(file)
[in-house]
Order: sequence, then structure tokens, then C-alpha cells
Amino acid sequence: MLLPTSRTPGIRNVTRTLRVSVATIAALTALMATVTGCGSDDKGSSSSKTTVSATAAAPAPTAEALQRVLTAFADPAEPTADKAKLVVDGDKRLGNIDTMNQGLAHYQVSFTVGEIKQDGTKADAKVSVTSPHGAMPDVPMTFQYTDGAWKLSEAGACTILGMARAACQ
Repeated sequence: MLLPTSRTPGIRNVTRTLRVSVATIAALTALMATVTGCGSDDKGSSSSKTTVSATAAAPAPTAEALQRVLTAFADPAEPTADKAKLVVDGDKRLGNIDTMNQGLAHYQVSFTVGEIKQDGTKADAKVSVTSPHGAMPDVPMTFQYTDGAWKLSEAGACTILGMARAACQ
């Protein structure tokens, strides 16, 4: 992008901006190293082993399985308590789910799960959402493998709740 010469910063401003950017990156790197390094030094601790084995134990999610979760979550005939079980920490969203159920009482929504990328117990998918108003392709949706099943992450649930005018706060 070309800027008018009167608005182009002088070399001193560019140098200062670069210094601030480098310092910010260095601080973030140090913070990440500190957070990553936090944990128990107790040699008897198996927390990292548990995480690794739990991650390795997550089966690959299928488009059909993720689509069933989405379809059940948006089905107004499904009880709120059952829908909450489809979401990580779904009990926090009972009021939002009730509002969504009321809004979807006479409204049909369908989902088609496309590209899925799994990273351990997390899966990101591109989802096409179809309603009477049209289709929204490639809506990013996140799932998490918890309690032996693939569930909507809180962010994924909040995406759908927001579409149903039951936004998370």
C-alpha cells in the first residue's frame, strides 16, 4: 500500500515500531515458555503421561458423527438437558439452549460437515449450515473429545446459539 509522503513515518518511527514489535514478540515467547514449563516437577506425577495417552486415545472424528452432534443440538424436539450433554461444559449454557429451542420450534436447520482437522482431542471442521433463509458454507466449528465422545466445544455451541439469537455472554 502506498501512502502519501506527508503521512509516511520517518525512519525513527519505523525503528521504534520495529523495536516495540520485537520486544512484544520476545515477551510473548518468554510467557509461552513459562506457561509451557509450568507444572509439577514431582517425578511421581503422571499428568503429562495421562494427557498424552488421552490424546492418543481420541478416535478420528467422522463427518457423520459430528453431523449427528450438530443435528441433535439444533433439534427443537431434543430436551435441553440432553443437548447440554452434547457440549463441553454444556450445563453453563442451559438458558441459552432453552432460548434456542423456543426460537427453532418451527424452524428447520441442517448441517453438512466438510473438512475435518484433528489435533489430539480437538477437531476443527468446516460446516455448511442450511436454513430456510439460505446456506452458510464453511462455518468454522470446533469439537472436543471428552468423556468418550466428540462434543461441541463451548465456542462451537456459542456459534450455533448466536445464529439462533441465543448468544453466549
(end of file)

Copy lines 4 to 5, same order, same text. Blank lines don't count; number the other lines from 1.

Repeated sequence: MLLPTSRTPGIRNVTRTLRVSVATIAALTALMATVTGCGSDDKGSSSSKTTVSATAAAPAPTAEALQRVLTAFADPAEPTADKAKLVVDGDKRLGNIDTMNQGLAHYQVSFTVGEIKQDGTKADAKVSVTSPHGAMPDVPMTFQYTDGAWKLSEAGACTILGMARAACQ
């Protein structure tokens, strides 16, 4: 992008901006190293082993399985308590789910799960959402493998709740 010469910063401003950017990156790197390094030094601790084995134990999610979760979550005939079980920490969203159920009482929504990328117990998918108003392709949706099943992450649930005018706060 070309800027008018009167608005182009002088070399001193560019140098200062670069210094601030480098310092910010260095601080973030140090913070990440500190957070990553936090944990128990107790040699008897198996927390990292548990995480690794739990991650390795997550089966690959299928488009059909993720689509069933989405379809059940948006089905107004499904009880709120059952829908909450489809979401990580779904009990926090009972009021939002009730509002969504009321809004979807006479409204049909369908989902088609496309590209899925799994990273351990997390899966990101591109989802096409179809309603009477049209289709929204490639809506990013996140799932998490918890309690032996693939569930909507809180962010994924909040995406759908927001579409149903039951936004998370």